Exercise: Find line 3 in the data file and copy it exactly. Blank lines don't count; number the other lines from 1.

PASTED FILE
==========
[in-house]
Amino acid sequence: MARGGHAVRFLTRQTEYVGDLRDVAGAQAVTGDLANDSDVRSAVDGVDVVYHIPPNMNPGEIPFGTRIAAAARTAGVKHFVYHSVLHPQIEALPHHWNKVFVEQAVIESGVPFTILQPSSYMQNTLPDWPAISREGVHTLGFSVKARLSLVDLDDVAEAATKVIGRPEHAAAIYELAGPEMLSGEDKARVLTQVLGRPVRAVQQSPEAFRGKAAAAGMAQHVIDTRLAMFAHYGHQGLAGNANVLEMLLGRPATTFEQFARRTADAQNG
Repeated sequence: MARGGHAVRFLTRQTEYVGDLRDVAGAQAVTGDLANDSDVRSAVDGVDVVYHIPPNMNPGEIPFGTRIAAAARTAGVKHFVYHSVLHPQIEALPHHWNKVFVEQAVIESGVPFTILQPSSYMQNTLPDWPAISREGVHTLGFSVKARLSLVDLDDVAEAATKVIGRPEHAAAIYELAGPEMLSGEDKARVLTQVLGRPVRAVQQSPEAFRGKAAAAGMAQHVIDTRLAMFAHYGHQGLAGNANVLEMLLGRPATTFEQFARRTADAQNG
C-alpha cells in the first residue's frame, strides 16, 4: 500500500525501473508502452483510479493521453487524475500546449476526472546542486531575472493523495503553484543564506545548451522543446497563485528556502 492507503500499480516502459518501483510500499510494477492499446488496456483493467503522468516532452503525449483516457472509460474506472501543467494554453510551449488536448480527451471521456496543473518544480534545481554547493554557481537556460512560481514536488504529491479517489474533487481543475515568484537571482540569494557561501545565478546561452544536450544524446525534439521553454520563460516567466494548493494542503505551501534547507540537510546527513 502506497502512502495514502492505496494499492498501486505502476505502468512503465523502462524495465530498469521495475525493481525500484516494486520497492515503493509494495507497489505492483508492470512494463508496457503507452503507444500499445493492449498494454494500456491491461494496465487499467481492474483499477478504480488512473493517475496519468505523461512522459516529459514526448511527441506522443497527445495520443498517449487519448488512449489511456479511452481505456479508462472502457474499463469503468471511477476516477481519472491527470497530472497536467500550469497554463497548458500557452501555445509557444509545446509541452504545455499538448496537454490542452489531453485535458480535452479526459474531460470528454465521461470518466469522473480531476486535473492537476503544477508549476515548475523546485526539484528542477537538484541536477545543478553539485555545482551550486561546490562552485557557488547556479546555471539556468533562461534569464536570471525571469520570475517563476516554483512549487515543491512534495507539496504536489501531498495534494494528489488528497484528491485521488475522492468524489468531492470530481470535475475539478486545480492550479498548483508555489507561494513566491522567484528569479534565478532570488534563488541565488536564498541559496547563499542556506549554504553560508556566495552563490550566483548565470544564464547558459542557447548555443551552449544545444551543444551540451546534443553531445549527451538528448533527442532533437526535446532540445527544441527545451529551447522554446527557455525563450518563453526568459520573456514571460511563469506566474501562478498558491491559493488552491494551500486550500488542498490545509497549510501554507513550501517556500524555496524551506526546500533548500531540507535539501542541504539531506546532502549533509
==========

Repeated sequence: MARGGHAVRFLTRQTEYVGDLRDVAGAQAVTGDLANDSDVRSAVDGVDVVYHIPPNMNPGEIPFGTRIAAAARTAGVKHFVYHSVLHPQIEALPHHWNKVFVEQAVIESGVPFTILQPSSYMQNTLPDWPAISREGVHTLGFSVKARLSLVDLDDVAEAATKVIGRPEHAAAIYELAGPEMLSGEDKARVLTQVLGRPVRAVQQSPEAFRGKAAAAGMAQHVIDTRLAMFAHYGHQGLAGNANVLEMLLGRPATTFEQFARRTADAQNG